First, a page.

I’m sure someone here will connect all the dots and explain the huge conspiracy to me. Until then I can easily accept a form letter was sent out and not individual Valentine’s. Good grief.

       0 likes

  6. NewHburger says:

    Amen, Karl. Finally, the voice of reason. After a 15-year career in politics, I can tell you that the folks at the board of elections have a thankless job. They’re damned if the do and damned if they don’t. Because some boneheads can’t fill out a form there is all of a sudden a conspiracy? Give me a break!

       0 likes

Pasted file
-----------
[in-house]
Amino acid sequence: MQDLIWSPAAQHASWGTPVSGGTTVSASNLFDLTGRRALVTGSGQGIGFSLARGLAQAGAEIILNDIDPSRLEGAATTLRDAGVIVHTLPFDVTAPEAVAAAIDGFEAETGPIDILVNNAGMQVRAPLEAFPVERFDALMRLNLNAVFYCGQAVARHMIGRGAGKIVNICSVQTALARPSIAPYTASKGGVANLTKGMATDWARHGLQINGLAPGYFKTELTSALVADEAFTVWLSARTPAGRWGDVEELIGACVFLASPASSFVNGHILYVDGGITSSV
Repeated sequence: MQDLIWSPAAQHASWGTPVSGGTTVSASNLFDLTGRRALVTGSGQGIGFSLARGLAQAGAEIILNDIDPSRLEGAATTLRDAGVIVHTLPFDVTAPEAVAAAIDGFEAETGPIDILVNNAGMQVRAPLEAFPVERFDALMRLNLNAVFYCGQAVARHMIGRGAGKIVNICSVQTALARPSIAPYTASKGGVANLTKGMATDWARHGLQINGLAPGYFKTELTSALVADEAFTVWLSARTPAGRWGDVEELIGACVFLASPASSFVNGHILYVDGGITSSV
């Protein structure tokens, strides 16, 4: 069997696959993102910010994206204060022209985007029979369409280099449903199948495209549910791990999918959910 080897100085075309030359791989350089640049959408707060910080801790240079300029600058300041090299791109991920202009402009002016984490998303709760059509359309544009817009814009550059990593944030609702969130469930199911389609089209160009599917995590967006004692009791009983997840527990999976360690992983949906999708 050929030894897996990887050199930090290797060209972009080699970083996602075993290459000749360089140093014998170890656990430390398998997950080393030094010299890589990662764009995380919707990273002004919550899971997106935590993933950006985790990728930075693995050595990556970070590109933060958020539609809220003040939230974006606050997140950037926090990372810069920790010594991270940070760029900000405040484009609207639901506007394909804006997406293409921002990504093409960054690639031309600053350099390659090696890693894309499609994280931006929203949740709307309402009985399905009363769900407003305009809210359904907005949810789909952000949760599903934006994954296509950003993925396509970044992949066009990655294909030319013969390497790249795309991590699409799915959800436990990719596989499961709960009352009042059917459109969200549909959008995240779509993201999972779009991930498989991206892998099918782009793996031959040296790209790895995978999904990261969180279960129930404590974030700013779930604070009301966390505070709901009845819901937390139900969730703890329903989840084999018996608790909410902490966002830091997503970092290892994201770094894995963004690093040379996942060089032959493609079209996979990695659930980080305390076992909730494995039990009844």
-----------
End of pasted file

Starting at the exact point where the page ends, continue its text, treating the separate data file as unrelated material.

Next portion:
7. Older Hburger says:

    but but but…if Joe said it then it must be gospel. Karl, watch out, Big Brother will get you fired…or at least they think they can.

       0 likes

  8. chrisfb says:

    I understand I made a mistake, but in no way should something like this infringe on my right to vote.

       0 likes

  9. Christa says:

    Why didn’t you start the process of registering to vote earlier Chris? Why wait until the last minute?

       0 likes

  10. Renee says:

    I don’t think it matters when a person registers to vote or why. I don’t think it’s a big deal when people make minor mistakes on their application form (though I do understand the burden on the registrar, which is why I suggested to someone earlier that they get volunteers involved in calling those with errors on their forms, or helping ease the burden somehow, so they can re-submit and properly register).